Ankara: Turkish premier Ahmet Davutoglu on Thursday met the main opposition leader for decisive talks that will likely determine if the country forges a coalition government or heads to snap polls.
Turkey has been without a full time government since the ruling Justice and Development Party (AKP) lost its overall majority in June 7 legislative elections for the first time since taking power in 2002.
The political impasse comes as Ankara wages one of its biggest security operations in years -- a cross-border offensive against Islamic State (IS) militants in Syria, and an offensive targeting Kurdistan Workers Party (PKK) rebels in northern Iraq and southeast Turkey.
AKP leader Davutoglu and Republican People`s Party (CHP) leader Kemal Kilicdaroglu in Ankara began meeting at around 1100 GMT for what is seen as a final chance to agree a coalition.
"Whether Turkey will have a coalition or not will be probably seen today after the meeting," said Ozgur Altug, chief economist at BCG Partners in Istanbul.
While an initial round of talks began warmly, opposition politicians and commentators have accused President Recep Tayyip Erdogan of meddling in the process in order to trigger early elections.
Turkish press reports on Thursday said Kilicdaroglu had warned his party in a closed-door meeting that while Davutoglu was positive on a coalition "there are walls he is struggling to overcome", in reference to Erdogan.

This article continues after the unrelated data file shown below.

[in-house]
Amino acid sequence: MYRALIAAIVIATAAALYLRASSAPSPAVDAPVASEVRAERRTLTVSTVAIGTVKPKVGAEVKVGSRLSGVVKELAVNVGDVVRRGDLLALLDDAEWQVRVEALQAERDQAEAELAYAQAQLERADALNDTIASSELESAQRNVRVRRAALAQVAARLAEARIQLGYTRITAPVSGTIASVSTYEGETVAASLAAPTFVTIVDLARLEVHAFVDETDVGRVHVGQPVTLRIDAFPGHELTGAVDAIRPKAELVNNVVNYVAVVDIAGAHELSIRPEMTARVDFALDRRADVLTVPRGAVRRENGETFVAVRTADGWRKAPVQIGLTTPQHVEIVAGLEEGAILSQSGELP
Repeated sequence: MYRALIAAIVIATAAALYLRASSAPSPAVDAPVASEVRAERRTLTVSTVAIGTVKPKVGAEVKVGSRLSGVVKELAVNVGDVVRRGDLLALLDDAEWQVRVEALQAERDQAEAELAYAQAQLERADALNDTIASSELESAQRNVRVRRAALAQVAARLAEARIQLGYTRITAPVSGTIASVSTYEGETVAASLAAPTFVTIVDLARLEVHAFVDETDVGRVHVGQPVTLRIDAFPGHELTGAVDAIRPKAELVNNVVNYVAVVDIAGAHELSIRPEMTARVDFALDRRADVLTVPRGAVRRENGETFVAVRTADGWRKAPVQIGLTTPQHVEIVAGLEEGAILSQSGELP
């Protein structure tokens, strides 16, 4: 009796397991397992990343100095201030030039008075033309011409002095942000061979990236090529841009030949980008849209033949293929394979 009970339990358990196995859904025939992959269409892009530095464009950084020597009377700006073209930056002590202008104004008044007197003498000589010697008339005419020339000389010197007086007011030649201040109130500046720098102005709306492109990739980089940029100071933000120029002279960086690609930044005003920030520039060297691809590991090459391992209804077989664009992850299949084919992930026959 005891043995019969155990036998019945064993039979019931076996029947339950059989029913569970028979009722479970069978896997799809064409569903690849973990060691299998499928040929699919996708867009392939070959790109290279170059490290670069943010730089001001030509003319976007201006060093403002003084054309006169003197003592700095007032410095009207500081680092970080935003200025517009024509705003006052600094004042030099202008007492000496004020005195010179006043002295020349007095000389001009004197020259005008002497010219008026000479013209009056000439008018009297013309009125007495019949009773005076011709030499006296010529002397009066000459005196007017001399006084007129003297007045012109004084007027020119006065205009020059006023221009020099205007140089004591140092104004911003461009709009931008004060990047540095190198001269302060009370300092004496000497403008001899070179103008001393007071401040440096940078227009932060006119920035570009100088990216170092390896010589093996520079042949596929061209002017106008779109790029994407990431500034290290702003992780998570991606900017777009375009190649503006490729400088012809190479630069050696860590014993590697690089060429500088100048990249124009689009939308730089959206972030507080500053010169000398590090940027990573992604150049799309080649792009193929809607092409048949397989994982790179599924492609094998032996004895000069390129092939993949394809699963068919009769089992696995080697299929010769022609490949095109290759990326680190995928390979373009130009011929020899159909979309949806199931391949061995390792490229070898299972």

The results of the June 7 elections were one of the biggest blows yet to the combative Erdogan and torpedoed his dream of parliament agreeing a new presidential system for Turkey.
On Wednesday, Erdogan indicated that he would not be bothered by the failure of the coalition talks, saying their collapse would not be a reason for a party leader to "commit suicide".Under the constitution, Davutoglu - as leader of the largest party - has until August 23 to agree a coalition.
Erdogan has said he does not have the authority to extend the deadline, but several commentators cast doubt on this.
"If he (Erdogan) thinks a government may be formed, he may extend this period," wrote columnist Mehmet Yilmaz in the Hurriyet daily.
"But he will not do such a thing because, indeed, he does not want a coalition -- he favours snap elections."
Analysts have said such elections could be called as soon as October or November, or next year if the AKP prefers to wait.
The pro-government press has in recent days published opinion polls suggesting the AKP would improve on its June 7 score of just under 41 percent if a new election was held.
"Will an election change the result? That is unknown," wrote commentator Abdulkadir Selvi in the pro-government Yeni Safak daily.
The main reason for the AKP`s failure to win an overall majority was the strong performance of the pro-Kurdish Peoples` Democratic Party (HDP) which won over 13 percent of the vote.
Critics have suggested that Erdogan ordered the security operation with the aim of discrediting the HDP by linking it to the outlawed PKK in order to harm its chances in a vote. The government has denied the claims.
Turkey`s initial air strikes against IS targets were warmly welcomed by the West but Ankara then triggered concern by concentrating its firepower against PKK rebels in Iraq.
US F-16 jets on Wednesday carried out their first air strikes against IS targets in Syria after taking off from a Turkish air base and analysts now expect Turkey may now play a fuller role in the coalition.